First published in the Guardian on 5 February, 2017
For decades Shirley Collins was the lost icon, the secret treasure of English folk whose own story was as tragic as the ballads she used to sing. In the 1970s she lost her voice through heartbreak and dysphonia and eventually stopped performing altogether. Those in the know rehearsed the details like a legend. Her early recordings were coveted for their ultra-direct pathos — in an age of divas, here was a totally unadorned and unflinching way of singing that bypassed ego and mainlined the authenticity of words and music no matter how disturbing the tales they told. She was revered as an archivist, too, who had travelled the US with Alan Lomax and unearthed the dark, scary ballads of her native Sussex. She inspired acid folk and psych folk and folk punk-rock and pure folk, all the while living a quiet life in Lewes without much inkling of her impact.
First published in the Guardian on 3 February, 2017
This was a one-off Celtic Connections commission to mark the 70th anniversary of Indian independence and featuring the first formal collaboration between Scotland’s Evelyn Glennie and India’s Trilok Gurtu, two of the world’s most famous percussionists. The programme — called The Rhythm In Me — was partly improvised, partly reworkings of existing material by Glennie and Gurtu, and had been devised via Skype then rehearsed a day before the concert. It sounded accordingly: a kind of meandering east-meets-west scratch project injected with signifiers of meaningfulness (Glennie opened and closed with heartfelt voice-over readings of Rabindranath Tagore’s Where The Mind Is Without Fear and Robert Burns’s A Man’s A Man) and saved by flashes of genuine conviviality and flair.
First published in the Guardian on 24 January, 2017
Margaret Barry, born a hundred years ago, knew how to entertain a crowd. She had to — she left home at 16 with a bicycle and a banjo and sang her way to the Albert Hall via Cork street corners and the Irish pubs of north London. She was fearless, toothless (literally), a tiny balladeer with a colossal voice and tenacious soul in the way she sang, smoked, charmed and drank Guinness. She was dubbed “queen of the Gypsies” by a promoter and the moniker stuck, despite the fact she wasn’t really a gypsy at all. She told a good tale and didn’t let details get in the way.
First published in the Guardian on 15 January, 2017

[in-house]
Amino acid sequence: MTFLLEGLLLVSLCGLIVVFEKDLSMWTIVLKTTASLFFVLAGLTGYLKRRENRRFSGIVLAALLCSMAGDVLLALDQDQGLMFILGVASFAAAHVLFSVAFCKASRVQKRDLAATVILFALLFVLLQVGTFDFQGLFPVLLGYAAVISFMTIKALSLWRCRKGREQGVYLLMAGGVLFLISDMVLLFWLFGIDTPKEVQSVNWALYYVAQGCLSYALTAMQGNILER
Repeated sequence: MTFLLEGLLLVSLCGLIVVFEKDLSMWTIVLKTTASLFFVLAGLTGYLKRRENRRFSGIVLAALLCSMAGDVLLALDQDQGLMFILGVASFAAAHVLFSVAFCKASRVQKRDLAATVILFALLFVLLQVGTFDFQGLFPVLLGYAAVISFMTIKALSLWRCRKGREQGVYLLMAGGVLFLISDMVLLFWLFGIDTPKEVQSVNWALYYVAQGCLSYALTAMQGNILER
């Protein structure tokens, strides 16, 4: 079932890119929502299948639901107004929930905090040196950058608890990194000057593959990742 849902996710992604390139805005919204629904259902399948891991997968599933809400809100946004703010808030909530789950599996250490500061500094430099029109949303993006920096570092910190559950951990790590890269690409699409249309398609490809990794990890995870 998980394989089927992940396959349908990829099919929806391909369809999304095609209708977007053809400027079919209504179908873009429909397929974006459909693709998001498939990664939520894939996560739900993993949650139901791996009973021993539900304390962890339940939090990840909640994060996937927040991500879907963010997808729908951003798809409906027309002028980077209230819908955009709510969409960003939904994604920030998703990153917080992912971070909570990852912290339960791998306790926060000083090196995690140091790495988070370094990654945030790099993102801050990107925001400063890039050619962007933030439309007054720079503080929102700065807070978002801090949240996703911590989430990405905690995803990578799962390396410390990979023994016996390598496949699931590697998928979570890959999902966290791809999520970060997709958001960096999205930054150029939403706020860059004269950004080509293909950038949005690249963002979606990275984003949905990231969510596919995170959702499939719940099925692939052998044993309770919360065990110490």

The Last Supper is Harrison Birtwistle’s intense and mysterious ‘dramatic tableau’ — an opera, but more static and more stylised — with a libretto by the late Canadian poet Robin Blaser. It premiered in 2000 and was specifically a millennium piece: it deals with time, the weight we put on single moments (the striking of midnight, the Crucifixion), how we rework those moments in hindsight, how we replay old stories with horrible inevitability and reenact rituals we would rather escape. Hearing the work in 2017, its depiction of historical amnesia and collective entrapment felt starkly relevant.
This is not easy entertainment by anyone’s standards. Birtwistle himself has called it “a tough grub”, and though we all know the story, broadly speaking, the detailed implications are obscure. Time telescopes across two millennia but for two hours nothing much happens. The premise is that Ghost — Greek chorus, conscience of the audience, sung with superb conviction by Susan Bickley — invites the disciples to reconvene for another Last Supper. The men trickle in, greet each other, chat about what they’ve been up to for the past 2000 years. Judas turns up against the odds and the others shun him; I was deeply moved by Daniel Norman’s diffident and remorseful portrayal. Then Jesus arrives, a tremendously noble and resonant performance from Roderick Williams, and begins to play out Passover events.
First published in the Guardian on 14 November, 2016
At the start of Ken Loach’s latest film I, Daniel Blake, the beleaguered Daniel spends hours on the phone to the DWP, driven nuts by a chirpy holding jingle. Later we see Dan take a spray can to the local Job Centre: “I, Daniel Blake, demand my appeal date before I starve. And change that shite music on the phone.”